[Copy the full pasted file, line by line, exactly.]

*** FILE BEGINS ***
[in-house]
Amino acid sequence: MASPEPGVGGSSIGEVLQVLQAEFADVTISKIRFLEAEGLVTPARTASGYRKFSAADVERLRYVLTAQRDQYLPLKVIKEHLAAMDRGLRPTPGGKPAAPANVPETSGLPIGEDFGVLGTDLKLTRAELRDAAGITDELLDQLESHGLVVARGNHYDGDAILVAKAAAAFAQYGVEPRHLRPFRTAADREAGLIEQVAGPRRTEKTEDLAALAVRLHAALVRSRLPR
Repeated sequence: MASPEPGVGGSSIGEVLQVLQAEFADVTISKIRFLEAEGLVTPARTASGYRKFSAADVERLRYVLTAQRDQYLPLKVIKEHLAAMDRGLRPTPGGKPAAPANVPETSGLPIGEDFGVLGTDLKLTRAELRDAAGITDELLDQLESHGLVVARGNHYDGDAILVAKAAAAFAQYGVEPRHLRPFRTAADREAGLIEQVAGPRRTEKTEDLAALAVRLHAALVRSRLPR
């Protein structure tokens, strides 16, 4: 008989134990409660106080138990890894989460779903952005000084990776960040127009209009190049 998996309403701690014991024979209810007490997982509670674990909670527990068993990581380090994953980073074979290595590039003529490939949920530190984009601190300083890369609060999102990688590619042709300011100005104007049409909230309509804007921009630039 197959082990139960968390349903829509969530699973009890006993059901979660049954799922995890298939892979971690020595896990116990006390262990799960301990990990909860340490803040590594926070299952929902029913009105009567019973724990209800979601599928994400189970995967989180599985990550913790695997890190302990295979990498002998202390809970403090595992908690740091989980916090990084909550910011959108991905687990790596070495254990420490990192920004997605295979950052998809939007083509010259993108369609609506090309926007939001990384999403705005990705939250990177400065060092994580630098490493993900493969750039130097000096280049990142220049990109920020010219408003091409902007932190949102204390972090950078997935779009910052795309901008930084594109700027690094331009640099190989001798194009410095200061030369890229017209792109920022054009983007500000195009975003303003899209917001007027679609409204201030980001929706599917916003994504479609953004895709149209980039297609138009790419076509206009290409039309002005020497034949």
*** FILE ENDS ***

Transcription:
[in-house]
Amino acid sequence: MASPEPGVGGSSIGEVLQVLQAEFADVTISKIRFLEAEGLVTPARTASGYRKFSAADVERLRYVLTAQRDQYLPLKVIKEHLAAMDRGLRPTPGGKPAAPANVPETSGLPIGEDFGVLGTDLKLTRAELRDAAGITDELLDQLESHGLVVARGNHYDGDAILVAKAAAAFAQYGVEPRHLRPFRTAADREAGLIEQVAGPRRTEKTEDLAALAVRLHAALVRSRLPR
Repeated sequence: MASPEPGVGGSSIGEVLQVLQAEFADVTISKIRFLEAEGLVTPARTASGYRKFSAADVERLRYVLTAQRDQYLPLKVIKEHLAAMDRGLRPTPGGKPAAPANVPETSGLPIGEDFGVLGTDLKLTRAELRDAAGITDELLDQLESHGLVVARGNHYDGDAILVAKAAAAFAQYGVEPRHLRPFRTAADREAGLIEQVAGPRRTEKTEDLAALAVRLHAALVRSRLPR
């Protein structure tokens, strides 16, 4: 008989134990409660106080138990890894989460779903952005000084990776960040127009209009190049 998996309403701690014991024979209810007490997982509670674990909670527990068993990581380090994953980073074979290595590039003529490939949920530190984009601190300083890369609060999102990688590619042709300011100005104007049409909230309509804007921009630039 197959082990139960968390349903829509969530699973009890006993059901979660049954799922995890298939892979971690020595896990116990006390262990799960301990990990909860340490803040590594926070299952929902029913009105009567019973724990209800979601599928994400189970995967989180599985990550913790695997890190302990295979990498002998202390809970403090595992908690740091989980916090990084909550910011959108991905687990790596070495254990420490990192920004997605295979950052998809939007083509010259993108369609609506090309926007939001990384999403705005990705939250990177400065060092994580630098490493993900493969750039130097000096280049990142220049990109920020010219408003091409902007932190949102204390972090950078997935779009910052795309901008930084594109700027690094331009640099190989001798194009410095200061030369890229017209792109920022054009983007500000195009975003303003899209917001007027679609409204201030980001929706599917916003994504479609953004895709149209980039297609138009790419076509206009290409039309002005020497034949």